River Studios: Is it enough for West Melbourne artists?

River Studios: Is it enough for West Melbourne artists?
Kaylah Joelle Baker

West Melbourne’s River Studios is a flourishing working art space for local artists, but artist-run group MREAM believes the demand is still greater than the supply.

MREAM, standing for Maribyrnong Rivers Edge Art Movement, is a long-standing art group in Melbourne’s west and is responsible for the discovery of the Sims St warehouse River Studios was founded in.

Unable to move into the space themselves due to believing the owners wanted the entire three floors to be occupied, MREAM brought the space to the attention of the City of Melbourne for its Creative Spaces program having seen it as a viable space not to be wasted.

The Creative Spaces program was launched in 2008 in partnership with the RMIT Design Research Institute and Creative Victoria with the purpose of supporting local arts production through the provision of a range of low-cost bookable spaces.

“The Sims St space was fantastic but was too large for us at the time and we were unable to have just the top floor which was what we wanted,” MREAM’s Allison Orton said.

“A MREAM member then contacted the City of Melbourne, and this succeeded in the warehouse becoming the fantastic space it now is.”

Following the space being managed by the Creative Spaces program, the warehouse was successfully renovated with the building’s owner, Arts Victoria and the council each contributing $100,000 to the space’s refurbishment.

The project, which took 16 weeks to complete, was designed by Breathe Architecture and won the Victorian Award for Small Projects in 2011.

But while MREAM deems River Studios “a great space” with 57 studios currently occupied by 75 artists, it said West Melbourne needed more like it as MREAM continues to look for space capable of accommodating its organisation in the local area.

“Several of us had or have studios at River Studios but really, we need a gallery space [ourselves] because the demand at River Studios is greater than supply,” Ms Orton said.

Before finding the River Studio warehouse, MREAM resided in Moreland St in Footscray before being removed.

“MREAM and our hundreds of resident artists were forced out of Moreland St after almost 30 years when the building was sold by the [Maribyrnong] council for residential development,” a MREAM spokesperson told North West City News in a statement.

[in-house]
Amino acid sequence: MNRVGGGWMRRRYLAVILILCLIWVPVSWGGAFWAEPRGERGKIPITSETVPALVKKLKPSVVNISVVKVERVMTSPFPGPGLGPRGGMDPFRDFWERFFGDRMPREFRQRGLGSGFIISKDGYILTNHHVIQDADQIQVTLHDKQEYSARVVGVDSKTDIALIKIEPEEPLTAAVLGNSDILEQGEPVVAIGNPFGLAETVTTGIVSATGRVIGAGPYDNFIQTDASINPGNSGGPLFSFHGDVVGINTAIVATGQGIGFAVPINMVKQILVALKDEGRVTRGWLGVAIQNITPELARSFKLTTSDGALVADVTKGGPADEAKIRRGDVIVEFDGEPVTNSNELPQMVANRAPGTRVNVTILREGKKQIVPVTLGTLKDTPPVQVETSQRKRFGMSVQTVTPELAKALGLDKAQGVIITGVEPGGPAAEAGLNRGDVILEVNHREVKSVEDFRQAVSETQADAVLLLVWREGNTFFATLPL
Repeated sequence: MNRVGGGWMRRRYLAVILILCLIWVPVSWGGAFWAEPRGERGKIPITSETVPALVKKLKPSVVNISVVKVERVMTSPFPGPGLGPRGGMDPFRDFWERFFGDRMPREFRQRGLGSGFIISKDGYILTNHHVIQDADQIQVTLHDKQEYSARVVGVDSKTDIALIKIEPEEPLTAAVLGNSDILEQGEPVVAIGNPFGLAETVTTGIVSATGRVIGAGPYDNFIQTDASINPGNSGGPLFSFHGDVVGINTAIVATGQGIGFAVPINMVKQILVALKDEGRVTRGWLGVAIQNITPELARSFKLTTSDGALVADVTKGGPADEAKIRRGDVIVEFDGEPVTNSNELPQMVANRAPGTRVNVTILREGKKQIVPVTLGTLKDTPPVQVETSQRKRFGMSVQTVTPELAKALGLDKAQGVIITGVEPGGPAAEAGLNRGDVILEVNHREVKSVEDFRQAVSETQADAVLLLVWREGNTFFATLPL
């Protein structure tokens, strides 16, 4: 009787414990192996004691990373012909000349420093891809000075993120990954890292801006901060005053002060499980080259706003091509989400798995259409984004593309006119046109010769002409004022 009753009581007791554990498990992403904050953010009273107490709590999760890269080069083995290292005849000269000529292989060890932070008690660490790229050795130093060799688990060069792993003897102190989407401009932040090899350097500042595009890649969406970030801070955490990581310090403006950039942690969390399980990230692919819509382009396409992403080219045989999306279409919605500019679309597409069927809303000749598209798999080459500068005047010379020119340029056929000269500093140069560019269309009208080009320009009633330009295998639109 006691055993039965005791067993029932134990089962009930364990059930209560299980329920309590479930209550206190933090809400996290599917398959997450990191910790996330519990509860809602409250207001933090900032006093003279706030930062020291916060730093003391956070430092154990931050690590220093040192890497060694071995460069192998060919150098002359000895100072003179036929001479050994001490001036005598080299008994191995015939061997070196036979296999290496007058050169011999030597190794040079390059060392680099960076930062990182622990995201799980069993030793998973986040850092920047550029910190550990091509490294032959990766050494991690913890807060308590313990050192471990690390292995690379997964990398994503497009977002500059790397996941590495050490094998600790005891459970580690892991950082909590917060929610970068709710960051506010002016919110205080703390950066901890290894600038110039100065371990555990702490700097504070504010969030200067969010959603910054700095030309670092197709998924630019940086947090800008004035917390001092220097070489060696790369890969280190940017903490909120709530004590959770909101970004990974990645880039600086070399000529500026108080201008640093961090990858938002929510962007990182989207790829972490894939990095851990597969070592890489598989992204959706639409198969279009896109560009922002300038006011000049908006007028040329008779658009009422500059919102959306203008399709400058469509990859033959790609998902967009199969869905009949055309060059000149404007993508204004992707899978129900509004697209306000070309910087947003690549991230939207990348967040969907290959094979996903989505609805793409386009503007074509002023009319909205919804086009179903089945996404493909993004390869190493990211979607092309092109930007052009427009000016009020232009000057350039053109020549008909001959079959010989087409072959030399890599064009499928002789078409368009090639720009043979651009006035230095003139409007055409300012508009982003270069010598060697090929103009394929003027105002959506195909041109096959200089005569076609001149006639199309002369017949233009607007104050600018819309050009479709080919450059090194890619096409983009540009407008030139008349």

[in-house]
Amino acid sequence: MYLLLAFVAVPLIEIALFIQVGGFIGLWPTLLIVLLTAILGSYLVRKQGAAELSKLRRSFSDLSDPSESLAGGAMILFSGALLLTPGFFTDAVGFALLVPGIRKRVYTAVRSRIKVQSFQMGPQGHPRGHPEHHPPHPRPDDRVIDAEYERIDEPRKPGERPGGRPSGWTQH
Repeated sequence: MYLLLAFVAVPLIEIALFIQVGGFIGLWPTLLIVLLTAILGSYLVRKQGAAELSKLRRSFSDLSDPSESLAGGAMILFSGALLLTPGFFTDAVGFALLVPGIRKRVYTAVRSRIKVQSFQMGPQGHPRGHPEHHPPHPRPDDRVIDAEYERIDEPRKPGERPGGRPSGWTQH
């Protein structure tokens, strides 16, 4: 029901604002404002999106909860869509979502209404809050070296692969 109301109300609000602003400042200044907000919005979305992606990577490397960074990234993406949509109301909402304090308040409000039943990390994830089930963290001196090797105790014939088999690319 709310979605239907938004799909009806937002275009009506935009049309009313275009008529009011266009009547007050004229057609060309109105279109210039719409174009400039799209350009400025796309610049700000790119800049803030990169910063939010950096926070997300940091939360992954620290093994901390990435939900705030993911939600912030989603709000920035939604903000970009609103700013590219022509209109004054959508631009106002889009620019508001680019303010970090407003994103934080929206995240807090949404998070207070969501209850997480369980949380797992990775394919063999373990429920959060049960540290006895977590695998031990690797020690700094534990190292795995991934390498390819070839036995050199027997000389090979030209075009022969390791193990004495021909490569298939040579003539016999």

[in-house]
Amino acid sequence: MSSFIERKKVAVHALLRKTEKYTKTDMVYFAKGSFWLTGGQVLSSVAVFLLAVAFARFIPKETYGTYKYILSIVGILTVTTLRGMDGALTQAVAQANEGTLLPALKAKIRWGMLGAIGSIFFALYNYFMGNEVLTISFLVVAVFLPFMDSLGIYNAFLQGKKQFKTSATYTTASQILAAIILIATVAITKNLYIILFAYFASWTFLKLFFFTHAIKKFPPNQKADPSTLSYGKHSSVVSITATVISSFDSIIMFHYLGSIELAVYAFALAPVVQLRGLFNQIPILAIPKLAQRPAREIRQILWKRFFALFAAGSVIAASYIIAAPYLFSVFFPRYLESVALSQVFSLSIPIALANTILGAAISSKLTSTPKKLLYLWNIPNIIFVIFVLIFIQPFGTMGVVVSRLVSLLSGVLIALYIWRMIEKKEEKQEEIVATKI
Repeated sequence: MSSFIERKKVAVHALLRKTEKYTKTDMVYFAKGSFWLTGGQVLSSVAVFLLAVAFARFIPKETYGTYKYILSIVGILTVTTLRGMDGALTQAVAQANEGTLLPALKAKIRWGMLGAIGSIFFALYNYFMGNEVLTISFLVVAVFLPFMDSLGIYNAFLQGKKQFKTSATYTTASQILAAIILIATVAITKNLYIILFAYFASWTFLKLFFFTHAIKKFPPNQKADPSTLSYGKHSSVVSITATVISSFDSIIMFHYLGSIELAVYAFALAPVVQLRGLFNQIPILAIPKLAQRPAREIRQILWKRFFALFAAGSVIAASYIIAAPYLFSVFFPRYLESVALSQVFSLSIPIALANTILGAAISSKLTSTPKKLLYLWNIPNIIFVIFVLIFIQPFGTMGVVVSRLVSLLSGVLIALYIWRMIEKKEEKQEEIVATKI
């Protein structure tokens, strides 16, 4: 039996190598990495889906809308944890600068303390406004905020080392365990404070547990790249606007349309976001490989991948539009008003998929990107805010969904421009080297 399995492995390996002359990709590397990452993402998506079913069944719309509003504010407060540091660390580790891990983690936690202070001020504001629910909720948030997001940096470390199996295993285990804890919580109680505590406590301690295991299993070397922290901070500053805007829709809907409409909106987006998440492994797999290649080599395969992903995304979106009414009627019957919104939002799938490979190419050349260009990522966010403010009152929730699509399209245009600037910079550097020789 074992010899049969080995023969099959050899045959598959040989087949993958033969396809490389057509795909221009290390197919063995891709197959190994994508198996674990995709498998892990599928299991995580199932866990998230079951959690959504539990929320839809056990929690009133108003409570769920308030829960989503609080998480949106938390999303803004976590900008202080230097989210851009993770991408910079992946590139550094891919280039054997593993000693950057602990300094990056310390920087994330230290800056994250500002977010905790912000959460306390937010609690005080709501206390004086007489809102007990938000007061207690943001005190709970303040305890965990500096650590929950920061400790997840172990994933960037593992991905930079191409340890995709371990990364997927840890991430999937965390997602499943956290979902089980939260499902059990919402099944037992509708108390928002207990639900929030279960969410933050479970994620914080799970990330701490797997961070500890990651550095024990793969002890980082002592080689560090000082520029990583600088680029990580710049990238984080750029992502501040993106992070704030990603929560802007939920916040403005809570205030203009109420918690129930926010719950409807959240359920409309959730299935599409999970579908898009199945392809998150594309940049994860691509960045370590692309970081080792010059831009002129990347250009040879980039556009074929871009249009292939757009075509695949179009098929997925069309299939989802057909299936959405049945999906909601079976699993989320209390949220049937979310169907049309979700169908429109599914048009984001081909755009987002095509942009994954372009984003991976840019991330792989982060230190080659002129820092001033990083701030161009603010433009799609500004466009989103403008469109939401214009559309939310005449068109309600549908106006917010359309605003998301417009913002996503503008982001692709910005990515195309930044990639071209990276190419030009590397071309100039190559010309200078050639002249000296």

When the River Studios space fell through, MREAM moved onto Pipemakers Park in Maribyrnong before then settling in Maidstone in 2013 where Ms Orton said they spent the relocation money given to them by the City of Maribyrnong.

Although satisfied with the location, it was then when the building was sold from underneath them that the unsuccessful search for a space in West Melbourne began, leaving MREAM members questioning whether enough was being done to support the local artists in the area.

“Suitable affordable studio spaces for artists have seriously declined since 2008, presenting great issues for artists to continue their practice locally. This lack of suitable rental space has also led to MREAM currently being without a home,” Ms Orton said.


There are a lot of artists who have moved over this way [to West Melbourne] and they can’t afford it, resulting in a lot of artists in the city moving out.


In response to North West City News relaying concerns raised over commercial rents for artists, a City of Melbourne spokesperson advised MREAM to reach out directly as it had “not received an application or expression of interest from MREAM for the Creative Spaces program.”

In reaffirming the council’s support of local artists, Lord Mayor Sally Capp said the community arts organisation had a pivotal role in shaping West Melbourne’s vibrant creative and cultural scene and the council was looking for more ways to help.

“We’re acutely aware of the challenges faced by many creatives in accessing affordable and permanent operating spaces, and we’re always looking for solutions to support them,” she said.

To support artists the council has recently awarded more than $1 million under the Annual Arts Grants program to help out 1500 artists and is funding up to $50,000 through the City Activation Grants program to support over 30 activations around the city.

The council’s latest 2022/23 budget also includes an “$8.7 million boost for local artists, creative spaces, and major events,” including $2 million to secure new creative infrastructure for independent, small and medium creative sector operators in spaces like offices, rehearsal spaces and cultural production studios.

The council the investment also included “expanding the Creative Spaces website to foster stronger relationships between creatives and the commercial real estate sector.” •

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